15 Mar The surrogate role in nursing refers to a nurse serving as a substitute for a significant other in the patient’s life. This role was first introduced by nursing theorist Hildegard Peplau in 1
The surrogate role in nursing refers to a nurse serving as a substitute for a significant other in the patient's life. This role was first introduced by nursing theorist Hildegard Peplau in 1952 when she described the importance of nurses assuming non-traditional roles, such as surrogate family members, to meet patients' emotional and physical needs. While the term "surrogate role" may not be commonly used in contemporary nursing practice literature, nurses assuming roles beyond their traditional caregiving responsibilities remains relevant and practiced in modern healthcare settings (Wasaya et al., 2021, p. xx).
Nurses have long played a critical role in patient care, providing physical, emotional, and psychological support to patients and their families. However, as healthcare systems become increasingly complex and patients face more significant social and emotional challenges, nurses must assume more diverse and non-traditional roles to meet their patients’ thoroughly fully (Eltaybani et al., 2022, p. 5). The surrogate role is one such role that nurses can consider to provide emotional support, assist with decision-making, and act as a liaison between the patient and their healthcare providers.
The surrogate role is particularly relevant when patients lack adequate social support, are experiencing emotional distress, or have limited decision-making capacity. In these cases, the nurse can step in and provide emotional support, assist with decision-making, and advocate for the patient's needs and wishes. For example, a patient with limited English proficiency may need the nurse to act as a translator and help them communicate with their healthcare providers. A patient grieving the loss of a loved one may need the nurse to provide emotional support and help them cope with their grief.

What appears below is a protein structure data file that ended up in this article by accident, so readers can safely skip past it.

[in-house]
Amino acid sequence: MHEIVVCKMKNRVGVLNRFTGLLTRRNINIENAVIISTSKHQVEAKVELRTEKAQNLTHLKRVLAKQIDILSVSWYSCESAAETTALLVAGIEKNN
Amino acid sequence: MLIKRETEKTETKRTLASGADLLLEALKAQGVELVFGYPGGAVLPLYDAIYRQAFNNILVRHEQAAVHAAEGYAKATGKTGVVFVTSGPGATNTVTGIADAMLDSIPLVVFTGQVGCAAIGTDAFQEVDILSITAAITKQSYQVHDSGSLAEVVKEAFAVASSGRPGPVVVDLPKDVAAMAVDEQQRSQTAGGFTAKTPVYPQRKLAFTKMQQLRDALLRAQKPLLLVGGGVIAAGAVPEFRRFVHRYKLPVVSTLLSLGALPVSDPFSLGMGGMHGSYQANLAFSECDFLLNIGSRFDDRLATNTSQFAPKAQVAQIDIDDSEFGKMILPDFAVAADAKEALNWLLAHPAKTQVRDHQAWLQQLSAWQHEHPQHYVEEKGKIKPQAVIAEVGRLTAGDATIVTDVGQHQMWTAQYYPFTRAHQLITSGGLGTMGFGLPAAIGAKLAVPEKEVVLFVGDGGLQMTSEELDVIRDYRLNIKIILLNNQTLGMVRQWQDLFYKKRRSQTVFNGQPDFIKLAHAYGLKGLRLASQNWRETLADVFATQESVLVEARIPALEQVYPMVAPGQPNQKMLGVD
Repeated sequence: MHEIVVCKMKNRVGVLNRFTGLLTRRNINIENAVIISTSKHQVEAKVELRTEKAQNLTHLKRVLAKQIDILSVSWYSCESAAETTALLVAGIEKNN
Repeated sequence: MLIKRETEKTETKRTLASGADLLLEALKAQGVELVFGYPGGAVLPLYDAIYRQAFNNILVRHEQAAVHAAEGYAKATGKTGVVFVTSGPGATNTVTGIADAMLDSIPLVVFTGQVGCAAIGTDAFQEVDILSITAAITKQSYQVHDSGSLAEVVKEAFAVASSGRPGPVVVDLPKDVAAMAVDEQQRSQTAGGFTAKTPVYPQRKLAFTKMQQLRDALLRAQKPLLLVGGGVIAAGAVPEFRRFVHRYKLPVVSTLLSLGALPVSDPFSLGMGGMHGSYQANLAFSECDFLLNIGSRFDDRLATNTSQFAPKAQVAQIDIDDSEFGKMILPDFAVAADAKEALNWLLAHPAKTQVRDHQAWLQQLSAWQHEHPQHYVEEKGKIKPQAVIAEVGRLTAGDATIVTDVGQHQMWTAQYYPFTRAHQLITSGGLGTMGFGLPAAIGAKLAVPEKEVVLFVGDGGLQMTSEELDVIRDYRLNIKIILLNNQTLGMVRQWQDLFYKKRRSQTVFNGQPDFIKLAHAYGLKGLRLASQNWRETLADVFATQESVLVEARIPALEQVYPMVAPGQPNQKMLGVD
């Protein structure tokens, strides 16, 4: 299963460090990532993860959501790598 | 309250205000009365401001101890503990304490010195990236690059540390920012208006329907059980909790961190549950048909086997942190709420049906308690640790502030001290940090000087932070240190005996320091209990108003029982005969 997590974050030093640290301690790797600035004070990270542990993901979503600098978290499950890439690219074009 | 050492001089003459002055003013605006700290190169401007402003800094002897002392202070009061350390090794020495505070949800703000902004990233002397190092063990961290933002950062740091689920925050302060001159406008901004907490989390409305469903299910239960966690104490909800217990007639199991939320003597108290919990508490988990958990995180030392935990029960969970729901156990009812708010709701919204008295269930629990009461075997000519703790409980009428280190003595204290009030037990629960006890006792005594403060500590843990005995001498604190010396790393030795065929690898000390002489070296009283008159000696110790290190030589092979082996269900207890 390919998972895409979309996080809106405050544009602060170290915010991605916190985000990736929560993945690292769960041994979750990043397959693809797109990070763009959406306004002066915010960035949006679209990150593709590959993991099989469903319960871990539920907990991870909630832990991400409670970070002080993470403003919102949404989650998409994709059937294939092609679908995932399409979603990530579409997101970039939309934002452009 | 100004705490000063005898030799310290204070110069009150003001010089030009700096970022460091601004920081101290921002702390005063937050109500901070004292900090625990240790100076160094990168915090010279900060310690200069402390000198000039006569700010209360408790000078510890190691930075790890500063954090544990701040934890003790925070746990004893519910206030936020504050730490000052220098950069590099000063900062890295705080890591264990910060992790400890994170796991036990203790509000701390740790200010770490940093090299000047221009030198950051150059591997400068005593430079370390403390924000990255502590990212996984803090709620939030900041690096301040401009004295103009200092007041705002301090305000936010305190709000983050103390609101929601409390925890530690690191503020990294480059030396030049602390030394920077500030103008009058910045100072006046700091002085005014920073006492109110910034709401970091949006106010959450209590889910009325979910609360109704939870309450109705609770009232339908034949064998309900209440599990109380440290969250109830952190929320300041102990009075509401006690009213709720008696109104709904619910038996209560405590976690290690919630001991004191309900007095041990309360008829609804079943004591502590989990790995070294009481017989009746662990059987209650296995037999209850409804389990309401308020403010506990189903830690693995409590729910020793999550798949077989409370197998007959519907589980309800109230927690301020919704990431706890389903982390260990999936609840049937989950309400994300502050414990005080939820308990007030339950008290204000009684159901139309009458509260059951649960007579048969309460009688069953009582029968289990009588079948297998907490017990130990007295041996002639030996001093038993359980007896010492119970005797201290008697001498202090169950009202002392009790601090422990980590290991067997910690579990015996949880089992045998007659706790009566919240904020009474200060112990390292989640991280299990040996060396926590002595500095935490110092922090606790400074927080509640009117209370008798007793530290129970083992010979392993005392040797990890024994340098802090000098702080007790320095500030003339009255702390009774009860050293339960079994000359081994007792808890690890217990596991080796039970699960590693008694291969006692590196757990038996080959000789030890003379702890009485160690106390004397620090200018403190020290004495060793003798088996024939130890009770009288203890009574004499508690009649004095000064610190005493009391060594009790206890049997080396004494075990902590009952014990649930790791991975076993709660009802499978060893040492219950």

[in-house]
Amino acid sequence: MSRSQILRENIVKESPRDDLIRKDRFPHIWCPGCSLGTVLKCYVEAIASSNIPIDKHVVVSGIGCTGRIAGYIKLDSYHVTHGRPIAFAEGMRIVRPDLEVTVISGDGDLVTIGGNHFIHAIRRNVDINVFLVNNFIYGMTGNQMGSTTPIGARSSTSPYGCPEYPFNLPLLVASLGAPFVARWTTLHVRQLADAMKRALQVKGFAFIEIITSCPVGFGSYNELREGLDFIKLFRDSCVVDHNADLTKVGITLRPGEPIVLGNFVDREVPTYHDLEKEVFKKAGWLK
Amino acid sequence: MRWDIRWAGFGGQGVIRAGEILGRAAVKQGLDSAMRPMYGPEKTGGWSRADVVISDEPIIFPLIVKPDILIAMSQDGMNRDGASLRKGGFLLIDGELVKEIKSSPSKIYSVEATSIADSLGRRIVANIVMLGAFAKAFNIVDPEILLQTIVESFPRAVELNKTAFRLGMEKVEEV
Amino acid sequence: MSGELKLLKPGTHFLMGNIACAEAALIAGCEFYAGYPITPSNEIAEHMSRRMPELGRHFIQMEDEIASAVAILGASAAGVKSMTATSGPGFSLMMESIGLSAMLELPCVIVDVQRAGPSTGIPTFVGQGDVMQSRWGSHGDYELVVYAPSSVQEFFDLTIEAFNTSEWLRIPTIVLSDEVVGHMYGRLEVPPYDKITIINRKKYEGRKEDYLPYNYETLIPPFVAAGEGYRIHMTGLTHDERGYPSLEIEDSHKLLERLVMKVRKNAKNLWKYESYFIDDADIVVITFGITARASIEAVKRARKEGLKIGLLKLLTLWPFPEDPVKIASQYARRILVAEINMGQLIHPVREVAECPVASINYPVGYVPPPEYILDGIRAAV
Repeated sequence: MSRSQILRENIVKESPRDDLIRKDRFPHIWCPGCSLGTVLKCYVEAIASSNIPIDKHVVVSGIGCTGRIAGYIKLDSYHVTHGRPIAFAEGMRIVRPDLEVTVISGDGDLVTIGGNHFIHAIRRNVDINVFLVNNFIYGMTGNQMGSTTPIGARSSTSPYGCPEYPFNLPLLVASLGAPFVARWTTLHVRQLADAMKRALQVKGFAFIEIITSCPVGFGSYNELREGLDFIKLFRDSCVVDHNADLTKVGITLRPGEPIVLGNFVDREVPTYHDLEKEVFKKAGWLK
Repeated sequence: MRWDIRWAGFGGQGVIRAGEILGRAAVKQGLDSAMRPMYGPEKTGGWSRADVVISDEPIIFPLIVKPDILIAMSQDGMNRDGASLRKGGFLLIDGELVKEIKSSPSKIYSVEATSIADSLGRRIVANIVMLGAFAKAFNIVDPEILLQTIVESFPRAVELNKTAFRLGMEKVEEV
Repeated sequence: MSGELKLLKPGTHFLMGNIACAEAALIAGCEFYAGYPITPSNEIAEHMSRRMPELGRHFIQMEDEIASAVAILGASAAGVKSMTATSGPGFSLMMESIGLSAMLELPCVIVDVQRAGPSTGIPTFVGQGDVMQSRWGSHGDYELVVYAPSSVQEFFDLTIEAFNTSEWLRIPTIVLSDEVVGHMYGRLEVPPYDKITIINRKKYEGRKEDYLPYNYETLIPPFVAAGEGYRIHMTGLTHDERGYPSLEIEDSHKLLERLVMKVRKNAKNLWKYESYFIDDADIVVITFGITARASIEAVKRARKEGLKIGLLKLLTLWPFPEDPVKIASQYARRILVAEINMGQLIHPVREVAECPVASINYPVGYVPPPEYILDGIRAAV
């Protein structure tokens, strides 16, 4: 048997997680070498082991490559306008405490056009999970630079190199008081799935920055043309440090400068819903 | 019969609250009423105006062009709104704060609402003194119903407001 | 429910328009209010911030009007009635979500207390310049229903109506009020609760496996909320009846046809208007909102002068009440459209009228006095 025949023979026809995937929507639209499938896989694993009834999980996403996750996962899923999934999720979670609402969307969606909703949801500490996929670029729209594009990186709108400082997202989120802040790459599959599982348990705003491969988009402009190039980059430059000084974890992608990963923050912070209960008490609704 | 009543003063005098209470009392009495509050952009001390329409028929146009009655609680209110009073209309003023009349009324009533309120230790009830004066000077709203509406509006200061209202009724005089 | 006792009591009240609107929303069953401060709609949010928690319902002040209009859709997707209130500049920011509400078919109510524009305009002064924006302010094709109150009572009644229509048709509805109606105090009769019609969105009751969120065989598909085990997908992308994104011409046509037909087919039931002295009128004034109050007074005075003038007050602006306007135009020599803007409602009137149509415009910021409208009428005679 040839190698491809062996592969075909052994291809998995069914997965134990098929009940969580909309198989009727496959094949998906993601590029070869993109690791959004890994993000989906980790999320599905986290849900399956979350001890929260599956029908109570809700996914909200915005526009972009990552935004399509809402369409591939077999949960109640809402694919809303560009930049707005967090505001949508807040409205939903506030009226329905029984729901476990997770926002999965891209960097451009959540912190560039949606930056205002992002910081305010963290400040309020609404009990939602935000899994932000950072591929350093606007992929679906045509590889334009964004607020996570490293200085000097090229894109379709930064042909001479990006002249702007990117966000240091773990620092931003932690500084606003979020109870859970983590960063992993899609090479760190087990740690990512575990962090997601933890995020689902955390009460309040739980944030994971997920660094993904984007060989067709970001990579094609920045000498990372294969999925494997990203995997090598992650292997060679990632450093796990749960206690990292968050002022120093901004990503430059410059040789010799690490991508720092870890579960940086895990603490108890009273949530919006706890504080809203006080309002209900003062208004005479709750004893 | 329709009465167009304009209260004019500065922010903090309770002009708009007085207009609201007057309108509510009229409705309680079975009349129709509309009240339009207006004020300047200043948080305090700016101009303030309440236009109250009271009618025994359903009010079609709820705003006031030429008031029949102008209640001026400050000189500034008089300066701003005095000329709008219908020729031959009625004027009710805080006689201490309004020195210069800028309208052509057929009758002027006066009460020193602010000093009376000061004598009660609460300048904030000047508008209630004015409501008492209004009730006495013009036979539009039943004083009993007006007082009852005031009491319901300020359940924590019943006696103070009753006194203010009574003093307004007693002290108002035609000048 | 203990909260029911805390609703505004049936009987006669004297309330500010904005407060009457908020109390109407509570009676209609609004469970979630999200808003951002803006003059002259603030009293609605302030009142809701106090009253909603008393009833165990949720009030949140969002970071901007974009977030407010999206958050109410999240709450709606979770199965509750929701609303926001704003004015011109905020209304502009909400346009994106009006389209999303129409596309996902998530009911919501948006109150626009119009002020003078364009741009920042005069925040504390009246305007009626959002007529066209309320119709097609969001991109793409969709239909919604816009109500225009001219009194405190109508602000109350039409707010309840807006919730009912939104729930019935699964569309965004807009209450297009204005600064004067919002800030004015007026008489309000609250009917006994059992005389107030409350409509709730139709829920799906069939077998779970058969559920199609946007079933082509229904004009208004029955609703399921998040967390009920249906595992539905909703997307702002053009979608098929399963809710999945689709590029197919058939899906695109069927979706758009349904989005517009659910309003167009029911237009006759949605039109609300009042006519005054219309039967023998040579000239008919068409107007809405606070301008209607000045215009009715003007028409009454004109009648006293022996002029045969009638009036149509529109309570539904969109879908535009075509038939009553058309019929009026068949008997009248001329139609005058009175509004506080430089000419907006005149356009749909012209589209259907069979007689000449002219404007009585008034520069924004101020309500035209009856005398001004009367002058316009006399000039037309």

Moreover, the surrogate role is especially relevant in palliative and end-of-life care. The nurse may act as a surrogate family member and provide comfort, emotional support, and advocacy for the patient's wishes and needs. In these situations, the nurse must communicate effectively with the patient and their family, provide emotional support and comfort, and advocate for their autonomy and dignity.
However, assuming the surrogate role can also present challenges for nurses. The nurse must maintain a professional boundary while providing emotional support and companionship to the patient. The nurse must also be mindful of their emotional and psychological well-being and ensure they are not taking on more than they can handle.
Despite these challenges, the surrogate role remains crucial in nursing practice, especially when patients lack social support or face end-of-life care. As healthcare systems become increasingly complex and patients face more significant social and emotional challenges, nurses must continue to adapt and assume non-traditional roles to thoroughly meet their patients’ needs. The surrogate role, in particular, provides a vital service to patients and their families, ensuring they receive the emotional support, advocacy, and companionship they need during difficult times.
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